INGLEWOOD — In a move to protect longtime residents who lived here before recent sports and entertainment developments caused rents to rise, the City Council has proposed an updated rent stabilization ordinance that would lower the rent cap to 3% a year, though some exceptions would allow property owners to raise rents by 5%.
“It started with us all being against rent control,” City Councilman Eloy Morales Jr. said.
However, the idea of rent control began swirling in the community in 2015 soon after officials announced the Los Angeles Rams would be building a billion dollar stadium at Hollywood Park, across the street from the Forum.
Meanwhile, news of the Los Angeles Clippers proposal to build a basketball and entertainment complex across the street from the Los Angeles Stadium and Entertainment District has presumably spiked interest and property values even further.
“[We are] in the midst of an economic renaissance that we want all of our residents to participate in,” said Mayor James T. Butts Jr., who is championing the rebirth of Inglewood as one of the premiere sports and entertainment destinations in the world.
Butts re-introduced the rent stabilization ordinance at the Oct. 29 City Council meeting. It could be the permanent ordinance that ties up the 5% emergency rent control moratorium that has been in place in Inglewood since March.
Under the ordinance, rent increases will be limited to once in a 12-month period for apartment buildings that were built before Feb 1, 1995.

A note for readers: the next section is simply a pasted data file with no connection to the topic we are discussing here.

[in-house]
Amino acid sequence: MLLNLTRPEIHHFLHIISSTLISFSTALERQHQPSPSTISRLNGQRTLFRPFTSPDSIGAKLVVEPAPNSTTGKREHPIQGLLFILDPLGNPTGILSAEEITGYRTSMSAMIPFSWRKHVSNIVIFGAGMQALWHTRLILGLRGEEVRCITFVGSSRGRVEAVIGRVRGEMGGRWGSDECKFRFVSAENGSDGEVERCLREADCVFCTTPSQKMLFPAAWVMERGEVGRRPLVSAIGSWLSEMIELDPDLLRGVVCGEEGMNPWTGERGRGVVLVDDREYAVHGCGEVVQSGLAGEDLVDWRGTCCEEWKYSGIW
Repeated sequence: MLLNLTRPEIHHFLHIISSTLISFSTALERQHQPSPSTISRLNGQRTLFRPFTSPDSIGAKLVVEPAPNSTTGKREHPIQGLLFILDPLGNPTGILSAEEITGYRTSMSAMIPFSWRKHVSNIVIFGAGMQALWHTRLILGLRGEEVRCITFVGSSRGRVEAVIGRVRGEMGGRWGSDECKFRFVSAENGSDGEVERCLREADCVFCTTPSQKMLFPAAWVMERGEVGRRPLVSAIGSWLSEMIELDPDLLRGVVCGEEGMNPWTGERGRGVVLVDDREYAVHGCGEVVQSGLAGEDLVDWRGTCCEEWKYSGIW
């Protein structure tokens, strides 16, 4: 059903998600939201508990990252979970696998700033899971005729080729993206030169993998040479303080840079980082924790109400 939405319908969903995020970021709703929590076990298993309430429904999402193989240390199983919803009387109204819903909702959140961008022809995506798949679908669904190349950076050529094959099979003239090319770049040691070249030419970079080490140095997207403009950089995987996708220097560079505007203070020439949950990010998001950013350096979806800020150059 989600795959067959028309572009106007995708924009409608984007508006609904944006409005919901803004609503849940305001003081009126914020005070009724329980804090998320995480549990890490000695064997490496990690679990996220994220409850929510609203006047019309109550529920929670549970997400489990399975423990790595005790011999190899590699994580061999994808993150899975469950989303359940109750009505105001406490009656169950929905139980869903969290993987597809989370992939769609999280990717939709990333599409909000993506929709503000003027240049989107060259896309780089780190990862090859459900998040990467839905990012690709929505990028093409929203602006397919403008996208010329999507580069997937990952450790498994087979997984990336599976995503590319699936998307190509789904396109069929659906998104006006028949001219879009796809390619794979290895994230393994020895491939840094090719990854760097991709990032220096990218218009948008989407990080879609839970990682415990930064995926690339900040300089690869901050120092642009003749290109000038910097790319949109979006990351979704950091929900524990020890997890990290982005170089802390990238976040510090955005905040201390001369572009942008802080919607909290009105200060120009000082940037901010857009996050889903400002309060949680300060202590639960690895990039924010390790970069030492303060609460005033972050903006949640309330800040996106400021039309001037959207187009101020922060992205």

Rent increases will be capped at 3%, or the consumer price index, whichever is greater.
However, there is an exemption for rent increases of 5%, if the units are being rented for less than 80% of the fair market value, which would be less than $1,214 for a one bedroom and less than $1,565 for a two-bedroom apartment.
Rent can also be raised by more than 3% if property owners have made more than $10,000 worth of capital improvements.
Single-family homes, condos, duplexes, triplexes and fourplexes are exempt from the 3% rent cap.
Several property owners and realtors spoke in opposition to the ordinance, believing it will have an adverse impact by stifling rising property values.
“There is no perfect ordinance,” Morales said before explaining the initiative is an attempt at smart government.
The emergency moratorium will remain in effect until the permanent rent control ordinance is approved and goes into effect, in December at the earliest.
Before rent control curbed rising rents, community activists believed city officials were not doing enough to protect longtime residents who lived through the downfall of Inglewood but stuck with the city because of its sense of culture and community.
“People are facing homelessness as a result of [rising rents],” said Tiffany Wallace, a member of the Inglewood Tenants Union. “I do think that 3% is an improvement. I think that’s better. We suggested that it be 2% because people are already dealing with the raised rents that they’ve already gotten.”
The updated ordinance would also provide a “just-cause evictions” policy that protects renters from receiving 60-day eviction notices and relocation assistance in certain cases.
The proposal also includes a rental housing board that will oversee enforcement for just-cause eviction protection. At this time, the rental housing board will be appointed by the City Council, although community activists are continuing to push for an elected rental board that represents the more than 60% of Inglewood residents who are renters.
“I think that’s something we really need to consider. Those are some of the most vulnerable residents in the city,” said Jelani Hendrix, who is a member of the Uplift Inglewood Coalition.
If approved, Inglewood’s 3% rent control ordinance would remain in effect for five years and then California’s state law of 5% rent control would take effect in Inglewood.